They say that blood is thicker than water. An example of this saying was on display at Wayne State University during Sunday’s debate between Mark Schauer and Gov. Rick Snyder.
I’ve spent a lot of time watching Rick Snyder interact with Michiganders. In most cases, he conducts himself as a disinterested bystander waiting for the “numbers” or the courts to make his decisions. He doesn’t wear his emotions on his sleeve or do a good job at showing empathy towards others (as evidenced by his odd statement after residents in Metro Detroit faced historic floods.) But on Sunday, I saw a side of Rick Snyder I’ve never witnessed before.
During the debate, Mark Schauer pointed out that, under Rick Snyder, a contract that benefitted the governor’s cousin, George Snyder, was more than doubled from $19 million per year to $41 million per year. For the first time since he emerged on the scene with his Super Bowl ad, Rick Snyder showed emotion and he was angry, indignant, hopping mad.
First, he claimed that bringing up a legitimate issue was, “dragging a good man through the mud.” Then, he went a step further and said, “last time it was renewed was before I became governor.”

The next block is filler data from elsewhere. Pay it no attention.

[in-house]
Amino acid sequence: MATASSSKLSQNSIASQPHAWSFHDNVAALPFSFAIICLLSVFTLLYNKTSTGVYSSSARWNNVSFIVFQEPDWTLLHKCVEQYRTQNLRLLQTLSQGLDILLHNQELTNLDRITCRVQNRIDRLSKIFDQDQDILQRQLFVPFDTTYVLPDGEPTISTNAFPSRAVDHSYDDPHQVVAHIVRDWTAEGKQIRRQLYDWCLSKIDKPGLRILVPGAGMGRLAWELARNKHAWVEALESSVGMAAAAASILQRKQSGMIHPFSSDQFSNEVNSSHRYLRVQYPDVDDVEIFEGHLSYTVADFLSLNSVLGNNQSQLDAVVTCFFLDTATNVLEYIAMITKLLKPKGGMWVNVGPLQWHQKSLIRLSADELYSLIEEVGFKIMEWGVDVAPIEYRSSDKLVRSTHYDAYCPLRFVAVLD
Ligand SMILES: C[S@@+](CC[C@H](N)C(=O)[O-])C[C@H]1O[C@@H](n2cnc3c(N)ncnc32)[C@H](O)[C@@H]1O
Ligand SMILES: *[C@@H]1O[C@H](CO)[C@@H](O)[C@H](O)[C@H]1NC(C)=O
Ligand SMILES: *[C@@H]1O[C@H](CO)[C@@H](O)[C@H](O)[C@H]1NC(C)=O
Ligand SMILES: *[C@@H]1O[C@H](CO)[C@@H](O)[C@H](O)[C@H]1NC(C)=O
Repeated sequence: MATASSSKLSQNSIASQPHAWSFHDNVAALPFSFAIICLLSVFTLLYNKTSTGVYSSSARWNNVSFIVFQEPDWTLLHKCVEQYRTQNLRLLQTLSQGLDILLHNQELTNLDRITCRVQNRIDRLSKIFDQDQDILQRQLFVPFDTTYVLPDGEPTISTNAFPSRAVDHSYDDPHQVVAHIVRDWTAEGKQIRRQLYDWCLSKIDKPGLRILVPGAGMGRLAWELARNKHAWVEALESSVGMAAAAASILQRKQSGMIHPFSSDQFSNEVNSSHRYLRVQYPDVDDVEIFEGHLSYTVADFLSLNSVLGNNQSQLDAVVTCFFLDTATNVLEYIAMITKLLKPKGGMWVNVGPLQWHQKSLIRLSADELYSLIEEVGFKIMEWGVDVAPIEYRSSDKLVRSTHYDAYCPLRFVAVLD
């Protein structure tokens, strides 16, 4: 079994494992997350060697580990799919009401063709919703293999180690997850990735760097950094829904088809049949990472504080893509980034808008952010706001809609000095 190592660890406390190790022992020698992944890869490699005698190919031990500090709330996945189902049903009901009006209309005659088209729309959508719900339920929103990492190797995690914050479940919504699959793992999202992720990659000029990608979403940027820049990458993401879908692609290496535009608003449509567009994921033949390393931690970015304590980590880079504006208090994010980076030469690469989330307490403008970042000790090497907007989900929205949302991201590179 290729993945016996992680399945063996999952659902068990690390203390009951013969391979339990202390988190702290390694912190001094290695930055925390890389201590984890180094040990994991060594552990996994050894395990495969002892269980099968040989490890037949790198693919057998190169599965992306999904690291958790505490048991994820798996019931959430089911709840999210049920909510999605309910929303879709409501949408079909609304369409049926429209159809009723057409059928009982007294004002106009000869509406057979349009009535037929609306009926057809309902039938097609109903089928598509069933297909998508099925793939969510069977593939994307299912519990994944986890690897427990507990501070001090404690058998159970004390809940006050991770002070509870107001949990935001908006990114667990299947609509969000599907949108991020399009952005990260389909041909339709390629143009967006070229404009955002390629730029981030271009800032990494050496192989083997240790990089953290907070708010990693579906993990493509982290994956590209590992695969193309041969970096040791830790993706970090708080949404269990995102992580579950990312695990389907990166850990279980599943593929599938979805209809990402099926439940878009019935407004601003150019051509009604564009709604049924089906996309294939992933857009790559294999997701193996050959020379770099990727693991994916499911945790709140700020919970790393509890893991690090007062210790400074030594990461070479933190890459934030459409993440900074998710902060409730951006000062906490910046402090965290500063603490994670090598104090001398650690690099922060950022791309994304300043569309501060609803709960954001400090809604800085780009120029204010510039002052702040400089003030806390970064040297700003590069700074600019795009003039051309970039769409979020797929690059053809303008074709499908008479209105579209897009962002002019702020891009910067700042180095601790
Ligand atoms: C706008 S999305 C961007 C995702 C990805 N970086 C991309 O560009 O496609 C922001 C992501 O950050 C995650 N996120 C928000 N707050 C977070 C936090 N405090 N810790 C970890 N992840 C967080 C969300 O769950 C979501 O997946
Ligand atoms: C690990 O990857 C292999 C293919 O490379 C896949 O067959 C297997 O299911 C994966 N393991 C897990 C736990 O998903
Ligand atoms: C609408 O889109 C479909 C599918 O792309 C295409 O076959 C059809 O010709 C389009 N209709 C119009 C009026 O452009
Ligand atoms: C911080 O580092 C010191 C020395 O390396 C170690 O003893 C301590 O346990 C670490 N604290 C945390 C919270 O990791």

Let’s be clear, reports show that the George Snyder did indeed reach out to Rich Baird, the Governor’s right-hand-man, after the State Senate attempted to cut the contract to $1 million per year and the contract was restored and eventually more than doubled.
So the governor misspoke (or lied) about the furniture contract that benefitted his cousin. But that’s not what struck me as odd about his outburst. For the last few years, many people have faced policies that have negatively affected their lives. Seniors’ pensions were taxed by Gov. Snyder, yet we haven’t seen one statement of empathy toward those on fixed incomes being squeezed. People that were laid-off lost six weeks of unemployment insurance, yet not once has Gov. Snyder defended them. Women were forced to purchase “rape insurance” and Gov. Snyder didn’t bat an eye. Time and time again, Michiganders have faced adversity and time and time again, Rick Snyder has stood by like a helpless bystander unable and unwilling to defend them.
Later in the debate, the governor was given a chance to show the same passion towards others as she showed when defending his cousin. The governor was asked to take a position on marriage equality and instead of offering the same type of full-throated, fist clenching defense of equal rights, Snyder hedged and said he would wait for the court. That’s not leadership.
In the end, defending a contract that monetarily benefitted his cousin while not defending Michigan workers or equal rights speaks volumes about Rick Snyder’s leadership abilities, his integrity and his out-of-touch priorities.